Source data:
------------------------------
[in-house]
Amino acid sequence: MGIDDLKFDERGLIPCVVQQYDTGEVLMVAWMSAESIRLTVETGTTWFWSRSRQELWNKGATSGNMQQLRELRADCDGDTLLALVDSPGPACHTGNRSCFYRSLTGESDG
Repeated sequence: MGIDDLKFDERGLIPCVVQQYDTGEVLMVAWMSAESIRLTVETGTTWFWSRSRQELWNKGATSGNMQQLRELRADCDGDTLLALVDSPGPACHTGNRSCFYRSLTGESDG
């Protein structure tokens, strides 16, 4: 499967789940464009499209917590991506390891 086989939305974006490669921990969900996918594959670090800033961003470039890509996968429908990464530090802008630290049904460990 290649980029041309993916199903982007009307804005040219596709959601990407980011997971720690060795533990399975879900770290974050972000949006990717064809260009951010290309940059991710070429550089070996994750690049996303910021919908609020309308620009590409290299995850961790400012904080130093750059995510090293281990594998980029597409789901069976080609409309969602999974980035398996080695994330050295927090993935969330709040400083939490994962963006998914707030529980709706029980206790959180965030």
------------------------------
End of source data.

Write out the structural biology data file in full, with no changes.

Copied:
[in-house]
Amino acid sequence: MGIDDLKFDERGLIPCVVQQYDTGEVLMVAWMSAESIRLTVETGTTWFWSRSRQELWNKGATSGNMQQLRELRADCDGDTLLALVDSPGPACHTGNRSCFYRSLTGESDG
Repeated sequence: MGIDDLKFDERGLIPCVVQQYDTGEVLMVAWMSAESIRLTVETGTTWFWSRSRQELWNKGATSGNMQQLRELRADCDGDTLLALVDSPGPACHTGNRSCFYRSLTGESDG
């Protein structure tokens, strides 16, 4: 499967789940464009499209917590991506390891 086989939305974006490669921990969900996918594959670090800033961003470039890509996968429908990464530090802008630290049904460990 290649980029041309993916199903982007009307804005040219596709959601990407980011997971720690060795533990399975879900770290974050972000949006990717064809260009951010290309940059991710070429550089070996994750690049996303910021919908609020309308620009590409290299995850961790400012904080130093750059995510090293281990594998980029597409789901069976080609409309969602999974980035398996080695994330050295927090993935969330709040400083939490994962963006998914707030529980709706029980206790959180965030």